record illustrates that they do.
    Sadly, many average users have suffered. Over the past several years
    Microsoft's security model has cost governments, the enterprise
    community, and home users anywhere from five to twenty-five billion
    dollars depending on whose tally one accepts. The ILOVEYOU virus,
    Melissa, Code Red, and a host of others have been the agents of this
    burden. As a result, millions of users have either lost entire hard
    drives or valued files, or worse, stood by helplessly as account
    passwords, private information, and personal images have been stolen
    from their computers and passed around by the Net's bottom feeders for
    pleasure or profit. If there were such a thing as data rape, this
    would be it.
    Corporations have spent incalculable sums purging their systems of
    bugs they should never have been susceptible to in the first place,
    while staff productivity plummets in a connected office whenever the
    machinery is off line. And downtime is serious money for any company,
    large or small, that earns its living only while connected to the Net.
    So why don't product liability laws apply to the software industry?  
    How is it that one set of rules applies to the auto industry, for
    instance, but not to the information superhighway's largest purveyor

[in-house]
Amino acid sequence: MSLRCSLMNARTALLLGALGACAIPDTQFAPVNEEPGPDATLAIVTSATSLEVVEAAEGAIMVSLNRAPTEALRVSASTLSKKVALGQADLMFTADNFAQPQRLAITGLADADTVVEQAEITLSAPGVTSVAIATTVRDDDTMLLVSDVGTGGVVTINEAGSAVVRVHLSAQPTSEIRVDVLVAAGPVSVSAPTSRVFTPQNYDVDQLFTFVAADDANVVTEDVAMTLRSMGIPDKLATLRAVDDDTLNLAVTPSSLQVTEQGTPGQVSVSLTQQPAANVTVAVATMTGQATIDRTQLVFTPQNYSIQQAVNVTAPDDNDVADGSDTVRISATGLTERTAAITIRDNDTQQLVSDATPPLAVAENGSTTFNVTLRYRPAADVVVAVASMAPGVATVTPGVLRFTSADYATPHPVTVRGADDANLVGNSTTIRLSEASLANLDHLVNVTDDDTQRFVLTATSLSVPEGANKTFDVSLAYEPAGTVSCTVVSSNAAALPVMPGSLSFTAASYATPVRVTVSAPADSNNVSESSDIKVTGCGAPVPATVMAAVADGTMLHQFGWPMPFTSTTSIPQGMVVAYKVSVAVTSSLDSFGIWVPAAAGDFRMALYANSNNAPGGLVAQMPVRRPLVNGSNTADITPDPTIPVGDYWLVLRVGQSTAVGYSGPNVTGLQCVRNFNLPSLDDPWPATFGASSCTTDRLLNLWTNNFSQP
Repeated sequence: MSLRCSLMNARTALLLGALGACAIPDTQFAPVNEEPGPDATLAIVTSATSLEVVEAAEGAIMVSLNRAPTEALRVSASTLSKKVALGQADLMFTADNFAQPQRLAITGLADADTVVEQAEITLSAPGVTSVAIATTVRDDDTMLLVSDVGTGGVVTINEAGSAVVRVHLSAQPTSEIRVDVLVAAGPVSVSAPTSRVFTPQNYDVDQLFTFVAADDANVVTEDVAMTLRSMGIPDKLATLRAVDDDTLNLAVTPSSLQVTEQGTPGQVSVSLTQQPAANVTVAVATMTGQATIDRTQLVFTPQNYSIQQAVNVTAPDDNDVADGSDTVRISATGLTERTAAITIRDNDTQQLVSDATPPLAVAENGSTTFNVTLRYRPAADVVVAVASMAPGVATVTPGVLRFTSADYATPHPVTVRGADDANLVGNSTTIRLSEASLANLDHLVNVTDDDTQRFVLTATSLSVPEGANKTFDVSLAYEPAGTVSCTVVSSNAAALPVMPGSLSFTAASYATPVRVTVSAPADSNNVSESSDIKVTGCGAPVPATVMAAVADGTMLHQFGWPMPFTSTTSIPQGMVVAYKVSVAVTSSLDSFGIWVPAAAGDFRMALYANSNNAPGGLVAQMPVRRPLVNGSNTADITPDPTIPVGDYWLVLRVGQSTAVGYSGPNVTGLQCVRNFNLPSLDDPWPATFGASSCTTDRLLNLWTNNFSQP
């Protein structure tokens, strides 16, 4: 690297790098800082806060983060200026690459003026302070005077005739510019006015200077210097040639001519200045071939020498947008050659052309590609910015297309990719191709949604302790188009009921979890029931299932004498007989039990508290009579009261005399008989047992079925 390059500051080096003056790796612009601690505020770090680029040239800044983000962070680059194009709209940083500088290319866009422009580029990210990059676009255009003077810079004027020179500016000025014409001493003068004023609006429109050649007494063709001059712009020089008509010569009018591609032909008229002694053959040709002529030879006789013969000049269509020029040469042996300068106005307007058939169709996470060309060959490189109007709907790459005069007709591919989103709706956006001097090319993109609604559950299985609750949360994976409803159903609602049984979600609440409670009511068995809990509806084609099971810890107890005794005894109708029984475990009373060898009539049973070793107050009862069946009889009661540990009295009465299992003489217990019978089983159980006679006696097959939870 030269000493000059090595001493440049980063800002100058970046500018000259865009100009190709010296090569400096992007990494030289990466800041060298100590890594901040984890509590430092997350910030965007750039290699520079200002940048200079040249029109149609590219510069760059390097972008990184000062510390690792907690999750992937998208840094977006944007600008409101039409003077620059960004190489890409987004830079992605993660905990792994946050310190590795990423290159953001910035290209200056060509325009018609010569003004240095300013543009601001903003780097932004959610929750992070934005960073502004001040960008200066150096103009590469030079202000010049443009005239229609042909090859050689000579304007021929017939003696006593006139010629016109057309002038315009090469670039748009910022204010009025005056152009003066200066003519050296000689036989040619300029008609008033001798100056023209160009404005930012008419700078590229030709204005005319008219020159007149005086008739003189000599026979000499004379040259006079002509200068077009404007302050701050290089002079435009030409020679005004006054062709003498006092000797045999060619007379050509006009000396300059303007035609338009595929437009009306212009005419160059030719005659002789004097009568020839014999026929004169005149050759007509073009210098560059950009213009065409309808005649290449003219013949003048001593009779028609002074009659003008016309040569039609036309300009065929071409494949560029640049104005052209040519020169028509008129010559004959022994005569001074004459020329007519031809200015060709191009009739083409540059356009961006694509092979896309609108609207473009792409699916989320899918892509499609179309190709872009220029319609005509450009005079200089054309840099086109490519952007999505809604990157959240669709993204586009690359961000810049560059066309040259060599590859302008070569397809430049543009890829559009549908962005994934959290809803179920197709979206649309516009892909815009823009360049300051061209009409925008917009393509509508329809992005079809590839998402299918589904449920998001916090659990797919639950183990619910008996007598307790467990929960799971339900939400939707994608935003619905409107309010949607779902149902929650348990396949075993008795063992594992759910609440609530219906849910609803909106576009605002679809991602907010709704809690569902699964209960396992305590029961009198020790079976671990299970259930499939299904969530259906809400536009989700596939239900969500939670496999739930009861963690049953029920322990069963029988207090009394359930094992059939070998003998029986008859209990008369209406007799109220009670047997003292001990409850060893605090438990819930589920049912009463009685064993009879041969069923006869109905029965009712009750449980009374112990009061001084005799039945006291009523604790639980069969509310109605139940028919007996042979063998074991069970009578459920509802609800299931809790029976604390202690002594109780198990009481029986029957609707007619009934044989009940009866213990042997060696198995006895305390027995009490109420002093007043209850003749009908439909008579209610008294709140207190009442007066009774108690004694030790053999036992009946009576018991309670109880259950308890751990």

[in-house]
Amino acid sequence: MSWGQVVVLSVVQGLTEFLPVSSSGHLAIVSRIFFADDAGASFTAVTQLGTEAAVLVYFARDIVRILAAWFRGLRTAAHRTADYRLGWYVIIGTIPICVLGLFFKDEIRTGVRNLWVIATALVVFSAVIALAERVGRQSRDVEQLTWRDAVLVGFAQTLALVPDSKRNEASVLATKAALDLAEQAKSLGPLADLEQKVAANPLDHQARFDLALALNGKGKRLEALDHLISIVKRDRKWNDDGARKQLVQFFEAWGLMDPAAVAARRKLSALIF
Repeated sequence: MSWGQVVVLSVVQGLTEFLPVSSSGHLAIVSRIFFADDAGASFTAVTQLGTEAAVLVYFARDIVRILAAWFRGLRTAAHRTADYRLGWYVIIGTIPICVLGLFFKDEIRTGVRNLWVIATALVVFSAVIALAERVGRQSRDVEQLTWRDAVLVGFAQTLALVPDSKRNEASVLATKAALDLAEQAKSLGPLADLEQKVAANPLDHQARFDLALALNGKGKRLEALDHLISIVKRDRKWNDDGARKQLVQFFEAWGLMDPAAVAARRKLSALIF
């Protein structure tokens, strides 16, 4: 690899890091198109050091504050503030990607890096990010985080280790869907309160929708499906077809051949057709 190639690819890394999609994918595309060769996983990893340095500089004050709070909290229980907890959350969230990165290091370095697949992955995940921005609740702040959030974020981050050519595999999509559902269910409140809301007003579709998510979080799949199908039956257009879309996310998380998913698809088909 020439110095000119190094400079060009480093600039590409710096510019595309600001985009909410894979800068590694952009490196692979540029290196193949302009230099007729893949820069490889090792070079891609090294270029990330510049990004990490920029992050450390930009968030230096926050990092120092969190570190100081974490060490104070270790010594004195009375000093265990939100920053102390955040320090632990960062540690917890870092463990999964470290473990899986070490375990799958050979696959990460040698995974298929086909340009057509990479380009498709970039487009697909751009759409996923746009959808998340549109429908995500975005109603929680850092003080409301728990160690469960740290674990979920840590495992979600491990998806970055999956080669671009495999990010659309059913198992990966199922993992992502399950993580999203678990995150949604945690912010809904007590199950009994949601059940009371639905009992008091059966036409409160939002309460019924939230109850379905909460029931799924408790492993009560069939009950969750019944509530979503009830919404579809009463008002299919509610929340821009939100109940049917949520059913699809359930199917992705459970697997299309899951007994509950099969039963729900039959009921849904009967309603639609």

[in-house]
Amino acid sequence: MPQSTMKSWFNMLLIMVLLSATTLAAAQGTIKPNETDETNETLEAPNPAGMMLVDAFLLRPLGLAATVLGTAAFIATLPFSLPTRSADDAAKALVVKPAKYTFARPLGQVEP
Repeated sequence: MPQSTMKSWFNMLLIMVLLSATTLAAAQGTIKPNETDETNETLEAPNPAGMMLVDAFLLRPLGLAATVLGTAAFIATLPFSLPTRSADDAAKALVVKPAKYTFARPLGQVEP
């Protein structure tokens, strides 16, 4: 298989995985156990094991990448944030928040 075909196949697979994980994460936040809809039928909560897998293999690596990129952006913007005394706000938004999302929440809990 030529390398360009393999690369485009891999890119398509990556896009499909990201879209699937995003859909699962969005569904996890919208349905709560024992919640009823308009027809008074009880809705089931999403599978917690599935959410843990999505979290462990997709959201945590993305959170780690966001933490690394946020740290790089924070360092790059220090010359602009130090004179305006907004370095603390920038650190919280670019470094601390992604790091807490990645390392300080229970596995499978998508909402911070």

of digital 'lemons'?
    Bear in mind that most, if not all, of this virtual mayhem was not the
    work of elite computer criminals. It was committed by bored teenagers
    who cobbled together attack scripts that continue to be traded around
    the Internet like baseball cards. And regardless of the misery they
    have caused and continue to cause, and despite the profane amounts of
    money they've cost their victims, Microsoft's spin has always been the
    same -- a sort of smile and dissimulate medley that exonerates
    Microsoft, blames 'hackers,' and promises a brighter tomorrow.
    But not everyone is disoriented by this smokescreen. In fact, the
    majority of security professionals are astounded that Microsoft has
    chosen to sacrifice security concerns to its marketing goals. Taken to
    a comic extreme, a real-world illustration of the software leviathan's
    modus operandi would play out thus: the next time a crazed junkie
    dives through your window looking for money or worse, skip the police
    and call a help desk staffed with minimum-wage dunderheads. Find that
    the frustration of this futile exercise overshadows entirely the
    emotional impact of your original complaint.
    If 11 September taught us anything, it's that everything is
    vulnerable, and often in the most blunt and simplistic ways. The
    massive Internet disruptions launched via Microsoft bugs over the past
    few years have been executed primarily by pimply amateurs. Does anyone
    actually believe there are no computer scientists who wouldn't love to
    find a place in heaven by exploiting the Great Satan's favorite
    software company? Microsoft's security through obscurity will only
    give these guys an exclusive advantage, because they'll find and use
    the holes that no one is expecting to be found.
    The virgins are calling....
    Oxblood Ruffin is Foreign Minister for the Cult of the Dead Cow (cDc),
    a well-known group of computer enthusiasts.